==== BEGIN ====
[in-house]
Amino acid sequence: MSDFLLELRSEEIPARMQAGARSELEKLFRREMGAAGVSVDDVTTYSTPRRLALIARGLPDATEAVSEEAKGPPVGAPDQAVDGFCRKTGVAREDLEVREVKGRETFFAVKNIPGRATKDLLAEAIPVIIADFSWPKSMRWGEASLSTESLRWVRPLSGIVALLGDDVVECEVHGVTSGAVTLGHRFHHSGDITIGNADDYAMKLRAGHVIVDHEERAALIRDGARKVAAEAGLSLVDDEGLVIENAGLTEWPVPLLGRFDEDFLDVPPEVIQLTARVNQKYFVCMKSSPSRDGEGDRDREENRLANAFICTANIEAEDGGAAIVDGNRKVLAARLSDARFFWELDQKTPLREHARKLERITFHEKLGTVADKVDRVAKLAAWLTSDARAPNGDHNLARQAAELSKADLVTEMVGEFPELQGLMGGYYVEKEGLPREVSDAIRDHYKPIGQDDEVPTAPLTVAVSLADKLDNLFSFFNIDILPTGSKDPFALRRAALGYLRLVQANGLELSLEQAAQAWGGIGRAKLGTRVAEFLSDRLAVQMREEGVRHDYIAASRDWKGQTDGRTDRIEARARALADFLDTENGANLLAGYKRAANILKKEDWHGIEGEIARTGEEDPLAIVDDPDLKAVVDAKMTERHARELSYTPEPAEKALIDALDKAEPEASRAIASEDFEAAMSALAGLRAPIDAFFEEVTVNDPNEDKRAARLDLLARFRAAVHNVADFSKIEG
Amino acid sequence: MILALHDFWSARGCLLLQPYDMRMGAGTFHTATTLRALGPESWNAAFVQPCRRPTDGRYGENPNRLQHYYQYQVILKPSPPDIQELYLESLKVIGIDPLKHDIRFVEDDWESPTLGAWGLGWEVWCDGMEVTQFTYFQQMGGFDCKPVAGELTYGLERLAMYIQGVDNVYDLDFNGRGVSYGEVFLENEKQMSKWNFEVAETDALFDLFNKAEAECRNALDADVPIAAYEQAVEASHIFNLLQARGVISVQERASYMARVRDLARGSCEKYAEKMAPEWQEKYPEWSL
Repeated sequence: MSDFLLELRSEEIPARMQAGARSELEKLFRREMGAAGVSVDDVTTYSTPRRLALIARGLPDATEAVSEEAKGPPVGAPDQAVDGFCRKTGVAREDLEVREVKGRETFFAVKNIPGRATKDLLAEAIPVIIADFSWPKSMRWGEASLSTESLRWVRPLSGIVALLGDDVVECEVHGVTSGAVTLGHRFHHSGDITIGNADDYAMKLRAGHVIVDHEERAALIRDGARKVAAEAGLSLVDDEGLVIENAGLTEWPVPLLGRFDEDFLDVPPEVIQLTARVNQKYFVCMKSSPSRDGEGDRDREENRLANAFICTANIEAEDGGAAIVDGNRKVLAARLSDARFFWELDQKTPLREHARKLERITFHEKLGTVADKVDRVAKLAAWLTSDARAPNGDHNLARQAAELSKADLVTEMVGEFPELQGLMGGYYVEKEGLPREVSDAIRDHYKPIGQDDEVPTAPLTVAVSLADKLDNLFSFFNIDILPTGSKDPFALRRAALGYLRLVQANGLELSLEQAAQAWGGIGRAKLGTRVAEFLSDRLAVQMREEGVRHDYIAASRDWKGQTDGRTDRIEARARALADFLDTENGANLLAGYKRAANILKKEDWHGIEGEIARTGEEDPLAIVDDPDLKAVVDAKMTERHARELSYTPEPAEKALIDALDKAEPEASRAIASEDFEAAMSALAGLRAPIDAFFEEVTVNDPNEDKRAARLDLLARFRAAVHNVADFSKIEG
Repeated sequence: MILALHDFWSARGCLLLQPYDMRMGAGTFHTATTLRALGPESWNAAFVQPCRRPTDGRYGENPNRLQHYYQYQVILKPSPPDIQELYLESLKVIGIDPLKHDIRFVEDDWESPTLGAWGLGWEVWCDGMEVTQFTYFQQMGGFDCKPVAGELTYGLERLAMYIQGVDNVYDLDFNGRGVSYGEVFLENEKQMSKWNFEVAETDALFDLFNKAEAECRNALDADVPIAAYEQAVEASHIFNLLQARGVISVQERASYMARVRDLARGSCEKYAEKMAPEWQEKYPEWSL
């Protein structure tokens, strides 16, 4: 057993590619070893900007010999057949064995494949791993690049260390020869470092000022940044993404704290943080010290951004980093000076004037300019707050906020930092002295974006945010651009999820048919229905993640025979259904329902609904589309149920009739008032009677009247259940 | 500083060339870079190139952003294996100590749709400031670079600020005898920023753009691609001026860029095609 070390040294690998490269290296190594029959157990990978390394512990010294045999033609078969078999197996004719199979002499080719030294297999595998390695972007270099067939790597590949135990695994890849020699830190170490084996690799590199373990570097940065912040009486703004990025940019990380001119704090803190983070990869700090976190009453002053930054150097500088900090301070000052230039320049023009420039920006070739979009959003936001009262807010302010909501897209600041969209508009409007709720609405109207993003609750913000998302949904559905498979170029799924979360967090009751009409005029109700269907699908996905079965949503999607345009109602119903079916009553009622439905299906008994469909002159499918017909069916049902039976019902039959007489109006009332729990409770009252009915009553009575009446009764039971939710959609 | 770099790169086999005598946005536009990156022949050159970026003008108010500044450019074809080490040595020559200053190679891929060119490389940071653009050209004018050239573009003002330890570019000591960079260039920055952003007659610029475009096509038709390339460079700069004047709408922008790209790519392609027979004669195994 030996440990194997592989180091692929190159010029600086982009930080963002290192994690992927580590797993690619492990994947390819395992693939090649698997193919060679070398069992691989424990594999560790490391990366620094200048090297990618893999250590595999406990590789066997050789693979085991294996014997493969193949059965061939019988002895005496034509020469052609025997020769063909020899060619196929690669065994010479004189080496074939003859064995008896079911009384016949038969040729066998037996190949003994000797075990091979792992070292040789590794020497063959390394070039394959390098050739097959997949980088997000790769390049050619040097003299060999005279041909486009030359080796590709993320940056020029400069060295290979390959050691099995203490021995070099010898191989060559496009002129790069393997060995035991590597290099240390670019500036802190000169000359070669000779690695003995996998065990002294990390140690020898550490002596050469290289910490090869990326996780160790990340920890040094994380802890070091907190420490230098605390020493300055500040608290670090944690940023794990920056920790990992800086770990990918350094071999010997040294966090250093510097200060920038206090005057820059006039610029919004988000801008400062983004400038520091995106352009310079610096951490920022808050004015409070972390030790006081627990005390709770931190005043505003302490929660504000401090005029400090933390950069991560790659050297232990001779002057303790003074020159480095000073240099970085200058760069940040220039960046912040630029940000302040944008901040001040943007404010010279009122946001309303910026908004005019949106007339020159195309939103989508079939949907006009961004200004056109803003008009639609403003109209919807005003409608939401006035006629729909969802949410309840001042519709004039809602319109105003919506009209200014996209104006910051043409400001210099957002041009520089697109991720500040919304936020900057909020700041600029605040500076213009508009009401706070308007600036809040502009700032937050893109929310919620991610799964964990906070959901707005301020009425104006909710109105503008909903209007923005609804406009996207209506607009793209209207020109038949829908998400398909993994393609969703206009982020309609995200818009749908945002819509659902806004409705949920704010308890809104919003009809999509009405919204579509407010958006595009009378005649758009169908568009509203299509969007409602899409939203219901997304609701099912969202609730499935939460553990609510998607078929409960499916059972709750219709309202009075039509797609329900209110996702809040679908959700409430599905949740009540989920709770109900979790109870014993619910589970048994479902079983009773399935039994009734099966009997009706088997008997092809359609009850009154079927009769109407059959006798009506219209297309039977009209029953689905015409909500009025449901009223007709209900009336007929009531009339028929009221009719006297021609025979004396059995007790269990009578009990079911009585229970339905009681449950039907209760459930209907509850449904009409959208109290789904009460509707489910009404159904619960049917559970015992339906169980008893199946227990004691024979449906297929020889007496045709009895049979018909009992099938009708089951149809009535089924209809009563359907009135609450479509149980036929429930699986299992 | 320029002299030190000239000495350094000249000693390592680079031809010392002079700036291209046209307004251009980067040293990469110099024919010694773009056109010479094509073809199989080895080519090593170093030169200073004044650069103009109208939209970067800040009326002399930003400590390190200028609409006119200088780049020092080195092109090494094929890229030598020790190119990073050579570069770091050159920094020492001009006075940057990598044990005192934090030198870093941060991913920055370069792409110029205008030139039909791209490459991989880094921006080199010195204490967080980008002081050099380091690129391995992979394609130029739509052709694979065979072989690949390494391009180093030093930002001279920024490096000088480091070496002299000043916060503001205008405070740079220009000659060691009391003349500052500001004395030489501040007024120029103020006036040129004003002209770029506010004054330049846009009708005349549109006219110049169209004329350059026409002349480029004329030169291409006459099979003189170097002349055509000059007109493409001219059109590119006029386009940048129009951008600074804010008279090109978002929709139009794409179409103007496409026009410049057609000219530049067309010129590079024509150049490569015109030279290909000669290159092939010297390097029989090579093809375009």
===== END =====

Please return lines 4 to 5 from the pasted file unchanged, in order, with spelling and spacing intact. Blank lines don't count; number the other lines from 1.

Repeated sequence: MSDFLLELRSEEIPARMQAGARSELEKLFRREMGAAGVSVDDVTTYSTPRRLALIARGLPDATEAVSEEAKGPPVGAPDQAVDGFCRKTGVAREDLEVREVKGRETFFAVKNIPGRATKDLLAEAIPVIIADFSWPKSMRWGEASLSTESLRWVRPLSGIVALLGDDVVECEVHGVTSGAVTLGHRFHHSGDITIGNADDYAMKLRAGHVIVDHEERAALIRDGARKVAAEAGLSLVDDEGLVIENAGLTEWPVPLLGRFDEDFLDVPPEVIQLTARVNQKYFVCMKSSPSRDGEGDRDREENRLANAFICTANIEAEDGGAAIVDGNRKVLAARLSDARFFWELDQKTPLREHARKLERITFHEKLGTVADKVDRVAKLAAWLTSDARAPNGDHNLARQAAELSKADLVTEMVGEFPELQGLMGGYYVEKEGLPREVSDAIRDHYKPIGQDDEVPTAPLTVAVSLADKLDNLFSFFNIDILPTGSKDPFALRRAALGYLRLVQANGLELSLEQAAQAWGGIGRAKLGTRVAEFLSDRLAVQMREEGVRHDYIAASRDWKGQTDGRTDRIEARARALADFLDTENGANLLAGYKRAANILKKEDWHGIEGEIARTGEEDPLAIVDDPDLKAVVDAKMTERHARELSYTPEPAEKALIDALDKAEPEASRAIASEDFEAAMSALAGLRAPIDAFFEEVTVNDPNEDKRAARLDLLARFRAAVHNVADFSKIEG
Repeated sequence: MILALHDFWSARGCLLLQPYDMRMGAGTFHTATTLRALGPESWNAAFVQPCRRPTDGRYGENPNRLQHYYQYQVILKPSPPDIQELYLESLKVIGIDPLKHDIRFVEDDWESPTLGAWGLGWEVWCDGMEVTQFTYFQQMGGFDCKPVAGELTYGLERLAMYIQGVDNVYDLDFNGRGVSYGEVFLENEKQMSKWNFEVAETDALFDLFNKAEAECRNALDADVPIAAYEQAVEASHIFNLLQARGVISVQERASYMARVRDLARGSCEKYAEKMAPEWQEKYPEWSL